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Archive for August, 2013

Stop the Stereotypes!!!

While talking with a few women at work yesterday, the subject of LGBTQ individuals in the ministry. I’m sure she only meant to compliment me, but she mentioned that I, as a gay man in this field, am better at relating to others and being sensitive to emotions. Like I said, I know it was meant as a compliment, and I felt honored that she thought so highly of me. However I was troubled by the the fact that she apparently thought my heterosexual male friends and classmates who are in ministry, being educated to go into the field, or waiting for a call, were less capable at dealing with emotions and making emotional connections with others.

Despite her good intentions, she was upholding a stereotype that gay men are more emotional and empathetic than heterosexual males. And while I’ve often heard of this as a negative aspect of homosexuals (ex: gay men are too effeminate or flamboyant) using it as a positive is still stereotyping, and thus flawed. I know plenty of gay men who would absolutely suck at dealing with other people’s emotions, and I know tons of heterosexual men who are waaaaay better than I am at dealing with other people’s emotions.

If you were to ask my CPE supervisor, he’d tell you how screwed up I was emotionally when I first began CPE. Well, okay he wouldn’t because he’s a professional and respects confidentiality, but I’m sure he’d say that I grew in several aspects of my ministry, just like everyone else in the group. It doesn’t matter that I’m gay and my classmate is straight. That doesn’t determine how effective we are at dealing with emotions. To be quite honest, emotional outbursts still tend to make me freeze in place, terrified that I’ll do something wrong and damaging. Same goes for some of my straight and gay friends.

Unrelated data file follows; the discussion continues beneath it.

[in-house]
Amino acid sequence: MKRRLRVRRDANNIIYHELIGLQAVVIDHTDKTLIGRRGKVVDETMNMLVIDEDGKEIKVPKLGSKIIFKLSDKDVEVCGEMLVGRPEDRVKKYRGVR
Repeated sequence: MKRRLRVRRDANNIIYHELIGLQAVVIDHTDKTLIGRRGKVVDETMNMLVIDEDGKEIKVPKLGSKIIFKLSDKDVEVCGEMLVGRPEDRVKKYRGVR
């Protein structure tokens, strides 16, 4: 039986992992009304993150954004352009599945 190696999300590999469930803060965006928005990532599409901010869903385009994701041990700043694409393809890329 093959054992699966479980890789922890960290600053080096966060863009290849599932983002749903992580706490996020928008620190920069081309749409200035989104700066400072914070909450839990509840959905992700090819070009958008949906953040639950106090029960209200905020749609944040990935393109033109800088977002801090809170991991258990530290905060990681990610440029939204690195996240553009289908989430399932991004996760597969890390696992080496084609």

It reminds me of when my friends, again, intending it as a compliment, would say that I was “such a good gay friend” for opening a door, going shopping with them, helping them choose which dress, whatever. I finally had enough one day and said “No. That doesn’t make me a good gay friend, it just makes me a good friend. Period. Being gay has nothing to do with it.”

Uplifting stereotypes to try to compliment a person based on their group is still wrong. And why? Because it’s over-simplifying things and just isn’t true. It also permits us to put others down or ignore their needs because of these supposedly “positive” stereotypes. Imagine an Asian student, struggling with math, or a woman who asks for help with baking, or an African American who isn’t good with sports. What does that say to them? It says “You suck. And in fact, you double-suck because this is something that is supposed to come natural to you.”

I understand that you might be trying to give me a compliment, but please, don’t say that I’m such a good gay friend, or such a good gay intern. Just say “hey, you did good. Thanks.” No stereotypes necessary.